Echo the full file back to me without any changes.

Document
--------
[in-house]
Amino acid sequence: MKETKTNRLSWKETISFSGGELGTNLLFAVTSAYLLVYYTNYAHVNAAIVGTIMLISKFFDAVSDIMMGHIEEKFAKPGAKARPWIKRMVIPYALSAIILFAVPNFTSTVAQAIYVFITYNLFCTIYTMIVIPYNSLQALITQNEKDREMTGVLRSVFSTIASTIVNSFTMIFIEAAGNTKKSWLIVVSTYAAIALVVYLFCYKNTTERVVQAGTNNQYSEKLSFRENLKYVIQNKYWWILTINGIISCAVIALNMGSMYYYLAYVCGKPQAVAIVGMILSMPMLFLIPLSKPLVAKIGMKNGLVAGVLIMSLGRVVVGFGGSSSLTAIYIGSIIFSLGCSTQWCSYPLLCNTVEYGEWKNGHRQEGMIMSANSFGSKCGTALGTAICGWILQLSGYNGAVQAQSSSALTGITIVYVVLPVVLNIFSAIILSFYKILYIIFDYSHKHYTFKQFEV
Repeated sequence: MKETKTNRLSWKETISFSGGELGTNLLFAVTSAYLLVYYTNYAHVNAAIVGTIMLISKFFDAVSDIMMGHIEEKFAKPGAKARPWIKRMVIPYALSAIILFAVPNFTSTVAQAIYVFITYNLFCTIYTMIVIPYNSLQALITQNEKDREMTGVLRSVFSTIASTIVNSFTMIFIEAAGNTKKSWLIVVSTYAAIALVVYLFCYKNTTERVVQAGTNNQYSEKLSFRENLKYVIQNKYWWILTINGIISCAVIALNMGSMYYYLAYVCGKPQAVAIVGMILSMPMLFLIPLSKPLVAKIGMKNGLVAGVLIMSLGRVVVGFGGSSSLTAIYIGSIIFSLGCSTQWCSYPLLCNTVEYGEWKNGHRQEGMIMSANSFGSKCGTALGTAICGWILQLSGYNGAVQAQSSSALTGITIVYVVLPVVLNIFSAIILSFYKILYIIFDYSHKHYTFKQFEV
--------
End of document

[in-house]
Amino acid sequence: MKETKTNRLSWKETISFSGGELGTNLLFAVTSAYLLVYYTNYAHVNAAIVGTIMLISKFFDAVSDIMMGHIEEKFAKPGAKARPWIKRMVIPYALSAIILFAVPNFTSTVAQAIYVFITYNLFCTIYTMIVIPYNSLQALITQNEKDREMTGVLRSVFSTIASTIVNSFTMIFIEAAGNTKKSWLIVVSTYAAIALVVYLFCYKNTTERVVQAGTNNQYSEKLSFRENLKYVIQNKYWWILTINGIISCAVIALNMGSMYYYLAYVCGKPQAVAIVGMILSMPMLFLIPLSKPLVAKIGMKNGLVAGVLIMSLGRVVVGFGGSSSLTAIYIGSIIFSLGCSTQWCSYPLLCNTVEYGEWKNGHRQEGMIMSANSFGSKCGTALGTAICGWILQLSGYNGAVQAQSSSALTGITIVYVVLPVVLNIFSAIILSFYKILYIIFDYSHKHYTFKQFEV
Repeated sequence: MKETKTNRLSWKETISFSGGELGTNLLFAVTSAYLLVYYTNYAHVNAAIVGTIMLISKFFDAVSDIMMGHIEEKFAKPGAKARPWIKRMVIPYALSAIILFAVPNFTSTVAQAIYVFITYNLFCTIYTMIVIPYNSLQALITQNEKDREMTGVLRSVFSTIASTIVNSFTMIFIEAAGNTKKSWLIVVSTYAAIALVVYLFCYKNTTERVVQAGTNNQYSEKLSFRENLKYVIQNKYWWILTINGIISCAVIALNMGSMYYYLAYVCGKPQAVAIVGMILSMPMLFLIPLSKPLVAKIGMKNGLVAGVLIMSLGRVVVGFGGSSSLTAIYIGSIIFSLGCSTQWCSYPLLCNTVEYGEWKNGHRQEGMIMSANSFGSKCGTALGTAICGWILQLSGYNGAVQAQSSSALTGITIVYVVLPVVLNIFSAIILSFYKILYIIFDYSHKHYTFKQFEV